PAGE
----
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Late Real Estate Mogul Roman Blum’s $40 Million Fortune Still Up For Grabs

After two years the estate of Roman Blum still has no official heir.

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Roman Blum,    shirtless,    at a birthday party on Long Island in 1983 / Collection of Charles Goldgrub


In 1976, when the eccentric American billionaire Howard Hughes died he left no will or heir and so his estate was left in limbo for years. Some people famously came forward and claimed to have a handwritten will entitling them to shares in the estate. But the courts found that will invalid and the Hughes estate was eventually divided among his many cousins.

Now New York City is experiencing its own version of the Hughes estate scandal, albeit for much less money.

Since his death in January, 2012 at the age of 97, the future of real estate mogul Roman Blum’s $40 million fortune has been in doubt. His wife died before him and he had no children and no official heir.


When Blum died he left no will and had no known children, so under New York law his estate went to New York City’s Department of Finance. The money is being held there for three years while authorities search for a legal heir. Any such inheritor would have such a distant connection to Blum that they would probably be pleased to find out about his death as it led to their getting $40 million. The law, for this reason, calls such people “laughing heirs.”

Roman-Blum House

If no beneficiary is found, the New York State Comptroller will divide the $40 million between the State and the City. Should this happen, New York will collect the largest unclaimed estate in the State’s history.

Blum was a Holocaust survivor from Poland who lost his first wife and children in the Holocaust. He came to the US in 1949 and settled in Forrest Hills, Queens. It was there that he became a success in the home building business.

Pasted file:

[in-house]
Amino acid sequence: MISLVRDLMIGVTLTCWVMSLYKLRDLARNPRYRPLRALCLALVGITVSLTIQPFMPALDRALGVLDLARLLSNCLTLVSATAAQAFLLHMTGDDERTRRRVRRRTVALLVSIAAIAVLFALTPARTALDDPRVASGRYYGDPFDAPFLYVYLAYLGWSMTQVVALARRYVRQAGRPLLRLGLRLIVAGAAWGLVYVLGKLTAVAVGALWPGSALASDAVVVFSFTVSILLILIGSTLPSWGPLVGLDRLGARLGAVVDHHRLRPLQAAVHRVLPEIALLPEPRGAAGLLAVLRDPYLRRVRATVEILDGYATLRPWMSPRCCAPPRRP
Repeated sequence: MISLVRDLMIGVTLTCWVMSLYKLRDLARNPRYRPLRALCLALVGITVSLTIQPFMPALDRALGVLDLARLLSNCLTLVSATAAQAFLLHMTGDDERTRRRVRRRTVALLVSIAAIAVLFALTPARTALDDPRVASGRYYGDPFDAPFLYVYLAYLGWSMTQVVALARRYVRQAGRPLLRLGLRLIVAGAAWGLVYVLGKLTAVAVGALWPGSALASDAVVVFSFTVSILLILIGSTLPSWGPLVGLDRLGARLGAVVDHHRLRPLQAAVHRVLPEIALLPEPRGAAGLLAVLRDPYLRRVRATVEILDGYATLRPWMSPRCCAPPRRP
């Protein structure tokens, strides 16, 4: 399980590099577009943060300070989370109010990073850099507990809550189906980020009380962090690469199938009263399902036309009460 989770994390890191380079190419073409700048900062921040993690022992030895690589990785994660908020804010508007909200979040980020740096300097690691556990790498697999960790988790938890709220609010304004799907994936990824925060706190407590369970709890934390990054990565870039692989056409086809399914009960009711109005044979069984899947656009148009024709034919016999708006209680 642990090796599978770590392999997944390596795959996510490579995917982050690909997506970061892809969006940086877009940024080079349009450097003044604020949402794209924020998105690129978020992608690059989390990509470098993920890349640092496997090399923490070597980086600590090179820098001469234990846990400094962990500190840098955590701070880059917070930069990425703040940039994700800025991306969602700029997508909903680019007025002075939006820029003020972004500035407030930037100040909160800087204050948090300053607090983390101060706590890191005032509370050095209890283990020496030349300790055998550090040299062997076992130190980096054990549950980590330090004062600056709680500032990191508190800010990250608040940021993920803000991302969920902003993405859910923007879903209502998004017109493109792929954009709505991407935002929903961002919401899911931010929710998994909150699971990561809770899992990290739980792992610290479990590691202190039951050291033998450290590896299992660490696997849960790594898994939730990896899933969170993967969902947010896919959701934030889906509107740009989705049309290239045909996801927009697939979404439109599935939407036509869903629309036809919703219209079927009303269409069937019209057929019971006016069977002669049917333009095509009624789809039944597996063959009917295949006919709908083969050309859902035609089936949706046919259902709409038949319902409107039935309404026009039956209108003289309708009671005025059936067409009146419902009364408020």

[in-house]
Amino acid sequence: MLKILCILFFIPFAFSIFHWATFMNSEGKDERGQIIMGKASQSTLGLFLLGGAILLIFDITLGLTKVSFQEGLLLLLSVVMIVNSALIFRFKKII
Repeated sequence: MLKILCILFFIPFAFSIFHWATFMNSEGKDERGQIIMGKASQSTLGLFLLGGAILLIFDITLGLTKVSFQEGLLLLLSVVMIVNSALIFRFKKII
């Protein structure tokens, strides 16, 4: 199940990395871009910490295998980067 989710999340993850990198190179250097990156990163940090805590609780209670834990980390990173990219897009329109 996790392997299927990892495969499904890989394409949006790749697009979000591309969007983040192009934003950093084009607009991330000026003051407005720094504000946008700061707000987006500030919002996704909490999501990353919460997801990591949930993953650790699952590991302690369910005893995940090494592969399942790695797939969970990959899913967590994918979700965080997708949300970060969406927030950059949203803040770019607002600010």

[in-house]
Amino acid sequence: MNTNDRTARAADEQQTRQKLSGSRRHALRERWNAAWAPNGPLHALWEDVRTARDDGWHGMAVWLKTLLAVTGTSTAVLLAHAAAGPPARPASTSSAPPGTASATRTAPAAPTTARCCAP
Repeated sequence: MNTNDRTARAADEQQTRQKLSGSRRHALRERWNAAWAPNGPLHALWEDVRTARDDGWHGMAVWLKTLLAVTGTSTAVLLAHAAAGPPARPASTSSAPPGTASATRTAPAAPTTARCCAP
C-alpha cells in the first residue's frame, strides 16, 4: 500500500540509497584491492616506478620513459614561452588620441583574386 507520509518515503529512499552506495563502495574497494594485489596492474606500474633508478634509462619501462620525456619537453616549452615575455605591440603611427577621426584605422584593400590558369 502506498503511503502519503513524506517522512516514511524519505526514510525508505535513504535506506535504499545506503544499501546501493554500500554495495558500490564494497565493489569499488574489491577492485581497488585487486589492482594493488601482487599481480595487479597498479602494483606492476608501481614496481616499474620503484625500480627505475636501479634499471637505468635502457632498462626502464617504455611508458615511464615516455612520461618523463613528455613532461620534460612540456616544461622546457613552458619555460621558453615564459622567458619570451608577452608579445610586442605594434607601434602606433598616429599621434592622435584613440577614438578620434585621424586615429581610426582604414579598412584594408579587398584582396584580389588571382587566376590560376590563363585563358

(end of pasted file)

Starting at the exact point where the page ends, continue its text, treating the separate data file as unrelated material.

The opening of the Verrazano-Narrows Bridge in the 1950s, which links Brooklyn and Staten Island, helped Blum’s business grow as he acquired cheap property in neighborhoods like Eltingville, Huguenot and Manor Heights that became more valuable.

Blum, according to friends, liked to flaunt his wealth and was even described as living the lifestyle of an American gangster. He had many affairs with different women who were always seen at his side in public.

Jewish refugees came to the United State


This is why rumors of illegitimate children abound. Under the law, and in the absence of a will, such a child could claim the estate if he can prove to be Blum’s.

Now a new twist has transpired in the fate of the Blum estate. Mr. Blum was rumored to have had a lover who he may have even married before World War II. She was Helen Pietrucha, whom Blum met in Warsaw in 1938. The couple was separated by the war.

Pietrucha reportedly had a miscarriage, and Blum failed to find her after the war. In the 1970s, he learned that Pietrucha had moved to Australia and married someone else.

Teresa Musial, a longtime friend and caretaker of Pietrucha, claims that Blum wrote Pietrucha a letter in 1987 that included a will in which he wrote, “I give all my estate after my death to my beloved Helen Pietrucha.” But Blum did not tell anyone about it and the two witnesses listed on the document are both deceased. Petrucha died herself in 1999.

Musial filed that will with the Staten Island Surrogate’s Court last week, which will now decide the fate of the $40 million fortune. But even if that will is upheld, it is not clear if the estate of a woman who died 13 years before Blum is eligible to receive the money.


Photos: Collection of Charles Goldgrub




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